But when Hollman’s appeals lawyers called her back to the witness stand 19 years later, Jones offered a different account.
Choking up, Jones swore she had lied at trial, that she and Hollman had been driving alone that night and he had no role in the killing of the victim, Tae-Jung Ho. Jones said detectives coerced her into implicating Hollman.
Helping to lock him up, she said, stoked years of depression.
“I just thought it was time for me to come out and to tell the truth,” Jones, then a 40-year-old hospital worker, testified in January 2012. “Maybe some of my depression would go away.”
“I tried 3 murder cases in the last year, and witness credibility played a huge role in the hung juries reached in all of them. All 3 cases have since plead to lesser charges and much lower sentences than the 30 minimum for Murder, including 6 and 4 years recently.”
– NJ Criminal Defense Attorney Tim Farrow
The case illustrates a stark reality of the criminal justice system: People lie. They lie to stay out of jail, to get out of jail, to curry favor with cops. And police sometimes lie, too. It’s so common, so understood within the court system, that regulars have a name for it: Testilying — when officers lie to buttress a weak case, or when a defendant lies in hopes of winning an acquittal.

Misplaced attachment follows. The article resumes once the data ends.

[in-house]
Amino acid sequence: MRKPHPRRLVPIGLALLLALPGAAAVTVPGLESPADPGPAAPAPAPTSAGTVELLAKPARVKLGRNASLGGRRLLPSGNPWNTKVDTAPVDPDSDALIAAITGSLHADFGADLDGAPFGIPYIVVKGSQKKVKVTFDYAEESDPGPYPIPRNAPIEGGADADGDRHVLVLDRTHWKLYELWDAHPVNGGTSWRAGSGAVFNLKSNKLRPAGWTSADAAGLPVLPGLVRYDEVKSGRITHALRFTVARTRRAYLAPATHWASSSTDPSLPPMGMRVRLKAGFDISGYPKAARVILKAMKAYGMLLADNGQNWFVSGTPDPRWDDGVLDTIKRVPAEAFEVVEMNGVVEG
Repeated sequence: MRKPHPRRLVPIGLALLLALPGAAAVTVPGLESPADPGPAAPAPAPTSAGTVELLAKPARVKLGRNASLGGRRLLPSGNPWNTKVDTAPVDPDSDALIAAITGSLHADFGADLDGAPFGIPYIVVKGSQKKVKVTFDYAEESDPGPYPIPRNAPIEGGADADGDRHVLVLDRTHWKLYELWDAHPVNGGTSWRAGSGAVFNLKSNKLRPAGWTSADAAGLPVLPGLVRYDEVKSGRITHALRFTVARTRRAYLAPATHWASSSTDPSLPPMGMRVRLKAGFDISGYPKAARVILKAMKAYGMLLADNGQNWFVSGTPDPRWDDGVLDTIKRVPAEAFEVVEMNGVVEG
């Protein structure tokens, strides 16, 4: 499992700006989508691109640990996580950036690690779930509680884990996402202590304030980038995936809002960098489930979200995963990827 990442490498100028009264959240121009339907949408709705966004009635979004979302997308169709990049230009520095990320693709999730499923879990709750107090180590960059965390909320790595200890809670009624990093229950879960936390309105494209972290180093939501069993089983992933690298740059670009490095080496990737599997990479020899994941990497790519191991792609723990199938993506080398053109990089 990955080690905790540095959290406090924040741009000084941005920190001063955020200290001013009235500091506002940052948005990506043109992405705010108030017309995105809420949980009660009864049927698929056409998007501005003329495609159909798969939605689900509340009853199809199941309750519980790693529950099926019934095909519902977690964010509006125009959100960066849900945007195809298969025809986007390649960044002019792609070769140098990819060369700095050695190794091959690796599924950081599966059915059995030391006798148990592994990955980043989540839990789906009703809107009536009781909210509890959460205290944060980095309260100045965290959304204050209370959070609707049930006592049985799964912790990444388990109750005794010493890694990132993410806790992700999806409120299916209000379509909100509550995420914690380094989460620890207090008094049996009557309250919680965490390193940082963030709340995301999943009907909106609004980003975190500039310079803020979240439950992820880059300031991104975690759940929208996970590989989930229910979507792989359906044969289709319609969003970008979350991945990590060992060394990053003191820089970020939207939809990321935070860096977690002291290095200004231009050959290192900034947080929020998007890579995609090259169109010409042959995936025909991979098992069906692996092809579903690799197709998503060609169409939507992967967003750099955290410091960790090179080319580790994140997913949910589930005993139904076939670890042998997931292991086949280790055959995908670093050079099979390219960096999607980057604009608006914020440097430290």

Virginia Is for Felonies? Petty Theft Law From 1980s Sticks
Originally by Alanna Durkin Richer via AP
“Stealing a $230 pair of eyeglasses would land you a misdemeanor conviction in most states. Shoplifting the same item in Virginia could make you a felon for life.
To keep pace with inflation, at least 30 states have raised the dollar minimum for felony charges in the last two decades. Three dozen have a threshold of $1,000 or more, and Wisconsin and Texas won’t charge thefts of less than $2,500 as felonies, according to the National Conference of State Legislatures.
Virginia, however, has kept its felony bar at $200 since 1980, when that money had the same buying power as nearly $600 does today. Virginia is tied with New Jersey for having the nation’s lowest felony threshold.”
NJ is one of the only other states that charges a felony for thefts and shopliftings starting at $200. – Criminal Law Attorney Tim Farrow
How to Handle a Police Traffic Stop
This is a straightforward and accurate video describing how to react if you are pulled over by the police during a traffic stop. Knowing what your rights are and what the law is regarding traffic stops and traffic violations is crucial to avoiding legal pitfalls.
Rossen Reports: What are your rights during a traffic stop?
With traffic stops making headlines across the country, TODAY national investigative correspondent Jeff Rossen is in Rochester, New York to demonstrate what you are required to do when the police pull you over, and whether you have the right to record the incident and to refuse to have your car searched.